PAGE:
The Neussers, bolstered by Hermann's Hessian troops and the support of Kölners, who skirmished with the Burgundians and smuggled provisions into the city while disguised as Italians, held out resolutely. Charles's men captured a German trying to swim the Rhine with a message that declared the Emperor Frederick was approaching with a huge army, and Charles redoubled his efforts, to no avail.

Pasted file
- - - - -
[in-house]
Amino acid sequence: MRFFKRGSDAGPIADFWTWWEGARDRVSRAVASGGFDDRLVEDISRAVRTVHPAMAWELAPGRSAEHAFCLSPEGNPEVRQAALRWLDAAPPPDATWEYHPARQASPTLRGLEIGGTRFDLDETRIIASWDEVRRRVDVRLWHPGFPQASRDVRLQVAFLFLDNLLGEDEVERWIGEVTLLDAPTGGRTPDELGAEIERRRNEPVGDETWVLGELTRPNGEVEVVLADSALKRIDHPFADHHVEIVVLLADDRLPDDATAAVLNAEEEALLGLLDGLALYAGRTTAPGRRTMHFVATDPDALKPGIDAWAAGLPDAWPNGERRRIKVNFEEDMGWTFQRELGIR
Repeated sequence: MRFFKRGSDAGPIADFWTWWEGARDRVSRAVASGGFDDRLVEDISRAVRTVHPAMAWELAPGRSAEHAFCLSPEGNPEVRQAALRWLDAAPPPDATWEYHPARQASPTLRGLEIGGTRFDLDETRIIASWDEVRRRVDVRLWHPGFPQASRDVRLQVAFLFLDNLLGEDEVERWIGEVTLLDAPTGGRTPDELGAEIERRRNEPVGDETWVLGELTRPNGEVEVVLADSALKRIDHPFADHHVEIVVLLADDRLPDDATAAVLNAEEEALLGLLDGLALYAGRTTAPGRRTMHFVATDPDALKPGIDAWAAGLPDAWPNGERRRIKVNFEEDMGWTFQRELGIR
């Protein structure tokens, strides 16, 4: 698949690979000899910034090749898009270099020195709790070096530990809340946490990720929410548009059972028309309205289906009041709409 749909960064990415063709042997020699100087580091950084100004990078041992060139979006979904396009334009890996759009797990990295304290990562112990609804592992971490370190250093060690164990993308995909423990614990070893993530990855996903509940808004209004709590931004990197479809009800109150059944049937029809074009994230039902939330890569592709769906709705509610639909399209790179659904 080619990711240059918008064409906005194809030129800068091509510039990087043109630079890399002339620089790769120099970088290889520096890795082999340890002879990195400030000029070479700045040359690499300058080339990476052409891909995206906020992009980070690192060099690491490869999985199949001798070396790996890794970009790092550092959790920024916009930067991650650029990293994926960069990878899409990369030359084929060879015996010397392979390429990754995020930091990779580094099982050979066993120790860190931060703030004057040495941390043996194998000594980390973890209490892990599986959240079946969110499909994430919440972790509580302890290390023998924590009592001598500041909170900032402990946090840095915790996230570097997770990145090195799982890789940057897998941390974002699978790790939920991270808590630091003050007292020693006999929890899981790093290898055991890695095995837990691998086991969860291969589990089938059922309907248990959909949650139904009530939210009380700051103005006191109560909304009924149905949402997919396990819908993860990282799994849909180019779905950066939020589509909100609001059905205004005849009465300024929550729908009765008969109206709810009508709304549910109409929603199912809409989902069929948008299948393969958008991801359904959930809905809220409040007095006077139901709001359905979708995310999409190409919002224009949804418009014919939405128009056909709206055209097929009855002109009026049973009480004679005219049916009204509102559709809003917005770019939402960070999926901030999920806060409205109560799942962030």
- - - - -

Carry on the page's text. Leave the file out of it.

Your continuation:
In September Charles' Italians and English archers launched a 3,000-strong attack on one of Neuss' gates, which was repulsed. The next night, Kölners floated a fire-boat down the Rhine to destroy Charles' pontoon bridges, but the Burgundian river-fleet diverted it successfully. Shortly thereafter Charles' English archers, upset by the arrears of pay, began to cause trouble, and as Charles tried to calm them they opened fire. Charles was unharmed, but a rumor spread that the English had killed him, and enraged Burgundians began to slaughter the English until Charles presented himself to his army. Throughout the siege he worked tirelessly to keep up morale and to prosecute the siege, and it was a common belief that he slept fully armored for only a few hours a night.